This was a girl who knew Maura, did dance classes with her, who went to school with her, who had no problem watching movies on Maura’s iPad after dance class with Maura.  And yet she had no problem laughing at my crying child, saying almost the exact words Miriam reported to me.  Obviously something was going on.

I went to talk to the teacher the next day, because I was disturbed by the fact that my child was being mocked openly by classmates.  The teacher kind of sighed and revealed that this had been a big problem at the start of the school year, and had become a problem again recently.  Which was all news to me.  She assured me that it would be looked into more.

I don’t know what ever came of it, we were out the door at that point, getting ready to move to Ireland.  But when a friend of mine, who loves Maura dearly, told me she was worried about us moving because Maura was so loved there, and what if other kids made fun of her, I was all “Um, kids HERE are making fun of her.  It can’t get worse.”

Honestly, as long as that special ed director is still in that school district, I would not move my child back there.  Two and a half years later, the thought of her still brings up bad feelings.  It is true – one bad apple can spoil the bunch.  In our case, it was one bad administrator ruining a lovely community for me.

Yet, at the end of the day, I know we didn’t have a bad experience with mainstreaming.   We had a lot of good things happening, several amazing people working with Maura, and I learned how to fight fairly for what my daughter needed.   It has given me a lot of insight and perspective, not just from my experience, but from chatting with other moms with children with special needs.  It has helped me know what works and doesn’t work for my daughter, especially after experiencing  a special school for students at the same level as Maura.

But that was our fun with mainstreaming.  We may be going back into some sort of inclusion program when we move.  That said, I’m going to go into the new school district with a positive outlook and the idea that everyone is fabulous at what they do.  You know, look on the bright side.  You know what they say…

Some things in  life are bad

They can really make you mad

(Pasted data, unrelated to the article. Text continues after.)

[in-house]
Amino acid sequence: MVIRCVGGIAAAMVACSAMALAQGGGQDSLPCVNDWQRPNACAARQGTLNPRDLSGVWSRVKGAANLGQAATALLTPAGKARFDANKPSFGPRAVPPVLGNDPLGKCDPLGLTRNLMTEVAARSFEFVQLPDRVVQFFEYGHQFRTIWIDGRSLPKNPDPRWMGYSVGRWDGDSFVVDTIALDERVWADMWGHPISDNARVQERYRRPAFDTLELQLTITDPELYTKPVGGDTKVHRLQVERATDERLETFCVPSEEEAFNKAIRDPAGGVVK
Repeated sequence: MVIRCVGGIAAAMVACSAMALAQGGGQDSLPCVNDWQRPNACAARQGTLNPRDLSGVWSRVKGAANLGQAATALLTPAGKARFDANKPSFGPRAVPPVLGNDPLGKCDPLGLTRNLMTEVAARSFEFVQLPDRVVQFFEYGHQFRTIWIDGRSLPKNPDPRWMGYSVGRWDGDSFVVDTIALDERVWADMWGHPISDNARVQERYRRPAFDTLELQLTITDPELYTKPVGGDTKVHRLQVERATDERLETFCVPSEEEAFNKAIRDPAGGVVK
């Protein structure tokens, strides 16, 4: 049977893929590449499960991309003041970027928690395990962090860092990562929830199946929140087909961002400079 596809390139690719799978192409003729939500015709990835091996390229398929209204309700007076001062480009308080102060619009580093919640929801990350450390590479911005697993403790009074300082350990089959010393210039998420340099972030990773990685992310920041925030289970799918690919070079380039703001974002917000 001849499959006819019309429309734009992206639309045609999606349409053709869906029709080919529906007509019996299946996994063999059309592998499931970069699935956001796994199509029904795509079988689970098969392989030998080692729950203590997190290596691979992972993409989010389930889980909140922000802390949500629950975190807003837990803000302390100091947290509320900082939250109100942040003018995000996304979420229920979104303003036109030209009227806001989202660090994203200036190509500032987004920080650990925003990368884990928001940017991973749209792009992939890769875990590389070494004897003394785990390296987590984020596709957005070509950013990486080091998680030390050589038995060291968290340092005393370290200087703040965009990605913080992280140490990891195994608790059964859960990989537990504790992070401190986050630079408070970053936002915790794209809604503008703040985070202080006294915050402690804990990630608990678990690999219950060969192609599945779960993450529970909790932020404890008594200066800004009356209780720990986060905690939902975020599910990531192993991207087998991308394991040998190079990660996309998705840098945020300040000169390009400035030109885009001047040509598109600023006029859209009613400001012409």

Other things just make you swear  and curse.

When you’re chewing on life’s gristle

Don’t grumble, give a  whistle

And this’ll help things turn out for the best…

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4 Responses to “Fun with Mainstreaming! Part 3 – IEP’s and therapies”

  1. Amy S. May 21, 2013 at 5:09 pm #

    Wow. I have been reading all of your posts and shaking my head with understanding at each and every one when you spoke of the school and your experience with her IEP. I taught special Ed for 13 years before I quit last year and started law school, I saw so much of what you spoke of and became more and more frustrated as the years went on because my students were neglected by the system. When I spoke up I was taken back down by the administration. I have a daughter with autism, this year I placed her in a private school rather than send her to middle school where she would get less services and be a greater subject t bullies. And this is with my background. I can only imagine the fight for parents who have no clue how to handle the ESE system. I can only hope that I can be a resource to other parents as an attorney. kudos to you for being “that parent”! There should be more like you!

  2. Nancy Spivey May 21, 2013 at 6:26 pm #

    It’s heart breaking, but as I have said before, Maura is lucky to have the wonderful family she does.

  3. Jessica May 21, 2013 at 7:06 pm #

    I worked as a case officer in supplying financial support to children and adults with disabilities for some time. There was an application process. I met tons of parents that were overwhelmed with school issues, where head-masters would shake their heads (so that I could hear it over the phone even) and say that well, we ARE obligated to supply this child with extended resources but well… Budget, anyone? As a a consequence, parents couldn’t get any re-imbursement for their costs of having to leave work mid-day, to pick up/or try to solve conflicts at school on their child’s behalf. Since the parents had a (as it was called), a contract with the school, they were stuck between a rock and a hard place. The child was not getting the resources the contract laid out, yet they had nowhere to turn to complain. After all, the paper said that they were getting the therapies etc., even if they weren’t.

    One parent showed me a list once where I was the 30th person that she dealt with regarding her childs extensive disability. She was exhausted and as a side note (the specific syndrome that the child had brought chewing and swallowing just about anything), that one can eat 8 full geraniums (the plant), before you’d have to worry about toxicity.

    Now, I live in a country where we have national health insurance. There’s a pretty good system for financial support, at least on paper, and other services, yet people that are already dealing with all the stuff that life threw at them, they fall between huge cracks. I had to refer them to a municipal office, to the school, to various hospital clinics, to whatever, they in turn referred them back to me.

    All this is just soooo incredibly sad. It shouldn’t be this way. Yet it is.

    Will you enroll Maura in an inclusive school when you move to Seattle, or do you have other options available to you?

  4. My Dance in the Rain July 2, 2013 at 8:31 pm #

    Thank you so much for sharing your experiences. This momma is preparing and taking notes.